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How the Fair Housing Act Failed Black Homeowners

In many cities, maps of mortgage approvals and home values in black neighborhoods look as they did before the law was passed.
Mapping Inequality/University of Richmond Digital Scholarship Lab

The Fair Housing Act—which Congress passed 50 years ago today, on April 11, 1968—had an impact on sellers and renters that was quickly felt. Progress was slow, but progress was visible. It has taken much longer, however, to uproot redlining and other practices by which banks routinized racial discrimination.

 
Fifty years after the Fair Housing Act, the full historical weight of banks’ discriminatory practices is still evident in the persistent racial segregation of communities. While discrimination in lending is illegal, disparities in lending are enormous. According to an investigation by Reveal from the Center for Investigative Reporting earlier this year, African Americans and Latinos continue to be denied mortgages at far higher rates than whites in 61 metro areas. Using the data from Reveal and other sources, CityLab has visualized how that discrimination manifests itself in two of those cities.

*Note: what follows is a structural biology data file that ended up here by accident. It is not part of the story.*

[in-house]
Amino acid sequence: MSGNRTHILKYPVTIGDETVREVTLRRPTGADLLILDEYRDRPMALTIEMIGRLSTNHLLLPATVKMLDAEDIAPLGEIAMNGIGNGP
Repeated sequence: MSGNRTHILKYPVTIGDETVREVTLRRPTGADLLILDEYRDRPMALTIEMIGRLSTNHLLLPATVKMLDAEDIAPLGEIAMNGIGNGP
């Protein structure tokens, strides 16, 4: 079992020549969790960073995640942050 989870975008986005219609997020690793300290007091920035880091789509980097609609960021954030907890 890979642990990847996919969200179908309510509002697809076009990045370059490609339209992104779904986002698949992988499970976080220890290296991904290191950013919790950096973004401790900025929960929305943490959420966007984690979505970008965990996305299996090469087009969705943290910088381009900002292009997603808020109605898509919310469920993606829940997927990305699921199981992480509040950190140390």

Mapping where banks approve or reject mortgages reveals a stark and dramatic pattern of disparity: Where de jure segregation was once the rule, de facto segregation still persists. For example, in Jacksonville, new home mortgages still fall within the very same lines that banks drew to prevent black families from moving into white neighborhoods or building wealth some 80 years ago.

The gulf between black and white households in new home mortgages reflects a vicious cycle—one in which a lack of wealth blocks the creation of new wealth, a cycle spanning generations.

In the early 20th century, LaVilla and Sugar Hill were upscale black neighborhoods in Jacksonville visited by the likes of Duke Ellington, Ella Fitzgerald, and Zora Neale Hurston. The area included a 30-acre park and stately homes for members of Jacksonville’s black professional class. Nevertheless, in the 1930s, the Home Owners’ Loan Corporation (HOLC) deemed LaVilla and Sugar Hill—along with other predominantly black neighborhoods—as hazardous or in decline. So-called hazardous areas “embrace[d] principally the Negro areas of the city” including “a community of the best class of Negros,” as HOLC described them at the time.

 
The red areas delineated places where traditional lenders would not make loans. Today, these formerly redlined areas in and around downtown remain where the majority of the Jacksonville’s black residents live. They are also places where the lowest number of the conventional mortgages are made in the city.

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